They also launched an SMS helpline called TINA (Think I Need Aid) and details were included on each of the blouses.

img2395 img2602

TINA was created to reach out to victims of abuse who may not want to make phone calls and feel more comfortable sending a text message as there was more anonymity.

During the event, #NoExcuseForAbuse T-shirts were given out to the public.

img2295

ANWS presents at the UN Commission on the Status of Women NGO Forum in New York

Speakers at panel “Asia-Pacific Shelters: Going the Second Mile with Advocacy and Service Work”: from left Julie Oberin, Margaret Augerinos, Zoe Chi, Bandana Rana, Kristen Liu, Anthony Carlisel. (Not pictured: Alena Victor)

Speakers at panel “Asia-Pacific Shelters: Going the Second Mile with Advocacy and Service Work”: from left Julie Oberin, Margaret Augerinos, Zoe Chi, Bandana Rana, Kristen Liu, Anthony Carlisle. (Not pictured: Alena Victor)

The Asian Network of Women’s Shelters and the Oceania Network of Women’s Shelters held a forum at the United Nation’s Commission on the Status of Women (CSW) on the topic of “Asia-Pacific Shelters: Going the Second Mile with Advocacy and Service Work” early in the morning on Monday, March 10, 2014.

 

IMG_2432The speakers were Bandana Rana, President of Saathi, Nepal and Chair of the Global Network of Women’s Shelters; Anthony Carlisle, International Affairs Supervisor at the Garden of Hope Foundation, Taiwan (which is the secretariat of ANWS); Kristen Liu, Executive Director of Garden of Hope New York; Alena Victor, Assistant Director of Shelters at the New York Asian Women’s Center; Margaret Augerinos, CEO, Centre for Non-Violence, Australia; Julie Oberin, CEO of the Annie North Women’s Refuge, Australia; and Ivy Josiah, Executive Director, Women’s Aid Organisation, Malaysia. The meeting was moderated by Chi Hui-Jung, CEO of the Garden of Hope Foundation, Taiwan and chair of ANWS.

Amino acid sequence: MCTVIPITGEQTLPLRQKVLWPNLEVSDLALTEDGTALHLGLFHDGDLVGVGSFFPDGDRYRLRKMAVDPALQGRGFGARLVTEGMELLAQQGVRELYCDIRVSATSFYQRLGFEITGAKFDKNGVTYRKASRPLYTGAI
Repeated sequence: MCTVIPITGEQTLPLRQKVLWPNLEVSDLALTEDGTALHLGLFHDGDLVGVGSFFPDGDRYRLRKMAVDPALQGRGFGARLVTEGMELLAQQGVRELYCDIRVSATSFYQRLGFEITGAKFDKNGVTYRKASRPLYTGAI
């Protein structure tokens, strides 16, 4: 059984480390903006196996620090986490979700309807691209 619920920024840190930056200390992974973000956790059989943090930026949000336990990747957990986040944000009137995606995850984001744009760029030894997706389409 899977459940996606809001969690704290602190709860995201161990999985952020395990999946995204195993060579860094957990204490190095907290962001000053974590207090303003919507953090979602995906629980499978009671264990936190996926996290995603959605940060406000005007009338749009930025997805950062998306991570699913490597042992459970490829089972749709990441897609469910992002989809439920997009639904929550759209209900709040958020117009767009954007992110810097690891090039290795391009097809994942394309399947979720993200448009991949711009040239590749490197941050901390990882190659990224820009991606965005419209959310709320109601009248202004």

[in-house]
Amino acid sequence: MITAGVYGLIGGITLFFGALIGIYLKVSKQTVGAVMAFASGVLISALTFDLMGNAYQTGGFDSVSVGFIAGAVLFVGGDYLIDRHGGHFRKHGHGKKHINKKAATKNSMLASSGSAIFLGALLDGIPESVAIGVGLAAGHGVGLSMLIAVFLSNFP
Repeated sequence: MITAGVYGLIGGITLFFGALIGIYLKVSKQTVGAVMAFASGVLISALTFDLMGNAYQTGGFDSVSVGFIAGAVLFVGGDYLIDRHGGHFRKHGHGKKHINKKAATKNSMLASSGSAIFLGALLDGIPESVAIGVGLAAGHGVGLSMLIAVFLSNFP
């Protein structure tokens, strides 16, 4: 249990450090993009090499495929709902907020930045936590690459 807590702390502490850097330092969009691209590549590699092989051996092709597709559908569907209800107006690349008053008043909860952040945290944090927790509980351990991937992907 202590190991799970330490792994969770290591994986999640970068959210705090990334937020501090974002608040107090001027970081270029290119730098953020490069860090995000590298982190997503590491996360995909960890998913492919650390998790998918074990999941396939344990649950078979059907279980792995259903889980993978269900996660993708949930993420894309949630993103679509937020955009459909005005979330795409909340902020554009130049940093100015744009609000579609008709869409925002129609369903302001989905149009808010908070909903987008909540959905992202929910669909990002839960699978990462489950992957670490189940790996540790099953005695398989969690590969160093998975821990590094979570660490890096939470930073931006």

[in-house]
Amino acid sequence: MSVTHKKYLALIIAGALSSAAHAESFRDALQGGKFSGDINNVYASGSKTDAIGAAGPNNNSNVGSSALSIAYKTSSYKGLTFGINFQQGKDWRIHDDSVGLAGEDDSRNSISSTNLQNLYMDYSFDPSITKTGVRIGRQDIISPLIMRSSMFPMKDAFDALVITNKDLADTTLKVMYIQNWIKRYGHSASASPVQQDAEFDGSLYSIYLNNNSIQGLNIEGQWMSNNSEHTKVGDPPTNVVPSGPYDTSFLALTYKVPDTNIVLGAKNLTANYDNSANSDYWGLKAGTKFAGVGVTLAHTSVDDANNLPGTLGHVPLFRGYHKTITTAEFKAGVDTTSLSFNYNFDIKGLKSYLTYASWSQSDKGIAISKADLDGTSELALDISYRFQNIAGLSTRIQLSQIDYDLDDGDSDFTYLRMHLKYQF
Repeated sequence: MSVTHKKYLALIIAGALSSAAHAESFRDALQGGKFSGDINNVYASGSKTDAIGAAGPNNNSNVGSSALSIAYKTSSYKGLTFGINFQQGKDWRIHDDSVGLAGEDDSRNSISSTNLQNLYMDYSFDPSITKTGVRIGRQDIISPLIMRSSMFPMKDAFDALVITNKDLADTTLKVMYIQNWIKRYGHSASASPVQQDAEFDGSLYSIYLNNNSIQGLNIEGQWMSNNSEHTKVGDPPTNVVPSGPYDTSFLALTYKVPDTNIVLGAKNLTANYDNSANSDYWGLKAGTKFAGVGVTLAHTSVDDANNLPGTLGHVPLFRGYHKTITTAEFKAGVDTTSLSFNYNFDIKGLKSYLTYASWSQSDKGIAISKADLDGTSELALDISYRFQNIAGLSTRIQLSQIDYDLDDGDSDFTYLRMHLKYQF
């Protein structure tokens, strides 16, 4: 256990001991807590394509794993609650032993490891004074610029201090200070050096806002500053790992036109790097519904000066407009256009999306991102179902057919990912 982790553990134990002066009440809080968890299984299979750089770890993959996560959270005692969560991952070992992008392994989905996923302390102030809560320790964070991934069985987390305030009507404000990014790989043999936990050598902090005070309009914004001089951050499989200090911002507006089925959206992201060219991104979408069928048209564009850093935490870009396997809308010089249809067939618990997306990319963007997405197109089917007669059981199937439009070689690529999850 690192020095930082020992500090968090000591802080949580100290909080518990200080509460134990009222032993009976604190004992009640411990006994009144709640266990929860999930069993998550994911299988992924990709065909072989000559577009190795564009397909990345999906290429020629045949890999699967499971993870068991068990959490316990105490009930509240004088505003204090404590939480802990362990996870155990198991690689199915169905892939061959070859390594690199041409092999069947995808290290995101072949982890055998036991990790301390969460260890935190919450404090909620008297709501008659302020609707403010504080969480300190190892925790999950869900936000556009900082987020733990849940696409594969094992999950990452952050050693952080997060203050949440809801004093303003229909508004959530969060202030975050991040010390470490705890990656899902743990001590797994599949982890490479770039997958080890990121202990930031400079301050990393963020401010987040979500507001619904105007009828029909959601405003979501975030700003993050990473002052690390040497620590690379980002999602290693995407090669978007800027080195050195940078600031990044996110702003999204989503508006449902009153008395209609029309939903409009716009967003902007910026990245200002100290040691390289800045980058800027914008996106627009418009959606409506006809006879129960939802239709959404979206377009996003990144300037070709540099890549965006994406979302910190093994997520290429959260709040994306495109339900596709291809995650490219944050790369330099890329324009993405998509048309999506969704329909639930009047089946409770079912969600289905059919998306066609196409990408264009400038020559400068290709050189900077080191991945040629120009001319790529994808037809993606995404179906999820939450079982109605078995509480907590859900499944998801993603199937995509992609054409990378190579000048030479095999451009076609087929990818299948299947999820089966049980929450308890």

The Asia-Pacific is the most diverse region in the world. Differences in shelter services are as wide as the cultural and economic divides. Some countries do not have the legal framework to protect women from domestic violence (DV) let alone the welfare structure to provide sufficient shelter support; while other countries are working on better shelter management and follow-up services.

The panelists discussed the current status of women’s shelters in the Asia-Pacific, looking at issues such as the link between advocacy and shelter work in South Asia, support services to help survivors become economically empowered in North Asia, and resources and services for Asian migrant women in New York. Continue reading

Give Her a Shelter, Stop Violence Against Women

2013ACWS Group Photos-2

Establishment of Asian Network of Women’s Shelter

Almost 200 hundred delegates participated in the 2013 Asian Conference of Women’s Shelters organized in Kaohsiung from December 2 – 3, 2013, where the establishment of the Asian Network of Women’s Shelters was announced. The overseas delegates were from 11 countries (including Japan, Singapore, Nepal, Malaysia, Bangladesh, Cambodia, India, etc.) The Garden of Hope Foundation hosted the 2013 Asian Conference of Women’s Shelters. In addition to discussing the situation of shelters (in terms of advocacy, services, policies etc.), different needs of battered women in the process of their life reconstruction was discussed.

1422522_546548178755037_2126727004_n (1)

From the survey conducted by Global Network of Women’s Shelters (GNWS) of more than 44 countries and 121 shelters, it is found that 8,148 women worldwide were turned away from shelters due to lack of resources, 77% of shelters do not have enough government funding, 68% lack financial security, 68% of shelters are forced to operate shelters giving low wages to employees, 50% of shelters cannot find professional staff, while 25% of shelters use volunteers who are committed to maintaining the shelter. In current situations, many shelters face challenges in sustaining long-term! Continue reading